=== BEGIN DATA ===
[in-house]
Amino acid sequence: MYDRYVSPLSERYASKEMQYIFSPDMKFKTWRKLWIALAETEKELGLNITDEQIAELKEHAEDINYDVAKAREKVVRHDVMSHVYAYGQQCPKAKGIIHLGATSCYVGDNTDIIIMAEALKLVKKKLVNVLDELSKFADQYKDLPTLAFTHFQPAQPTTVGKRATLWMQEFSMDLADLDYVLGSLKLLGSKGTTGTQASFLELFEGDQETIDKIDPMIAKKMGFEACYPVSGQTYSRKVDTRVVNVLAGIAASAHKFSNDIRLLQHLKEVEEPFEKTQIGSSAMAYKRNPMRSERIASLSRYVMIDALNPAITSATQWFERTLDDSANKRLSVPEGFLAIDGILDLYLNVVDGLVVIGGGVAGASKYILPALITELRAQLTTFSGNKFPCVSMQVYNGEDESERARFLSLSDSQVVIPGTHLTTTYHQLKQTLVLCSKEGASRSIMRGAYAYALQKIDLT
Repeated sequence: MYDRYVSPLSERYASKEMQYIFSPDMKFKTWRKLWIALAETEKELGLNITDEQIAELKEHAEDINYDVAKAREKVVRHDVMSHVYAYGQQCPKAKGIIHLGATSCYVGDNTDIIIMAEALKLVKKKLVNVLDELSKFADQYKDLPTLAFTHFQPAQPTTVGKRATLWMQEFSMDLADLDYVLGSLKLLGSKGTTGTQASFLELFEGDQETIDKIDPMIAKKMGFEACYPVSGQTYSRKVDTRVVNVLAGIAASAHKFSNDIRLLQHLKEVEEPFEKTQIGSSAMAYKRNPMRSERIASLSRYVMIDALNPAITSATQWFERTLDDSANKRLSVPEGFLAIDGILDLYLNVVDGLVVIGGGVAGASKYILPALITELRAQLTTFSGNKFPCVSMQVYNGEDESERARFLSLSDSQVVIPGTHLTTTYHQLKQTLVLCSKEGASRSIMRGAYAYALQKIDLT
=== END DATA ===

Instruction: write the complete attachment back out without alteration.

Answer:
[in-house]
Amino acid sequence: MYDRYVSPLSERYASKEMQYIFSPDMKFKTWRKLWIALAETEKELGLNITDEQIAELKEHAEDINYDVAKAREKVVRHDVMSHVYAYGQQCPKAKGIIHLGATSCYVGDNTDIIIMAEALKLVKKKLVNVLDELSKFADQYKDLPTLAFTHFQPAQPTTVGKRATLWMQEFSMDLADLDYVLGSLKLLGSKGTTGTQASFLELFEGDQETIDKIDPMIAKKMGFEACYPVSGQTYSRKVDTRVVNVLAGIAASAHKFSNDIRLLQHLKEVEEPFEKTQIGSSAMAYKRNPMRSERIASLSRYVMIDALNPAITSATQWFERTLDDSANKRLSVPEGFLAIDGILDLYLNVVDGLVVIGGGVAGASKYILPALITELRAQLTTFSGNKFPCVSMQVYNGEDESERARFLSLSDSQVVIPGTHLTTTYHQLKQTLVLCSKEGASRSIMRGAYAYALQKIDLT
Repeated sequence: MYDRYVSPLSERYASKEMQYIFSPDMKFKTWRKLWIALAETEKELGLNITDEQIAELKEHAEDINYDVAKAREKVVRHDVMSHVYAYGQQCPKAKGIIHLGATSCYVGDNTDIIIMAEALKLVKKKLVNVLDELSKFADQYKDLPTLAFTHFQPAQPTTVGKRATLWMQEFSMDLADLDYVLGSLKLLGSKGTTGTQASFLELFEGDQETIDKIDPMIAKKMGFEACYPVSGQTYSRKVDTRVVNVLAGIAASAHKFSNDIRLLQHLKEVEEPFEKTQIGSSAMAYKRNPMRSERIASLSRYVMIDALNPAITSATQWFERTLDDSANKRLSVPEGFLAIDGILDLYLNVVDGLVVIGGGVAGASKYILPALITELRAQLTTFSGNKFPCVSMQVYNGEDESERARFLSLSDSQVVIPGTHLTTTYHQLKQTLVLCSKEGASRSIMRGAYAYALQKIDLT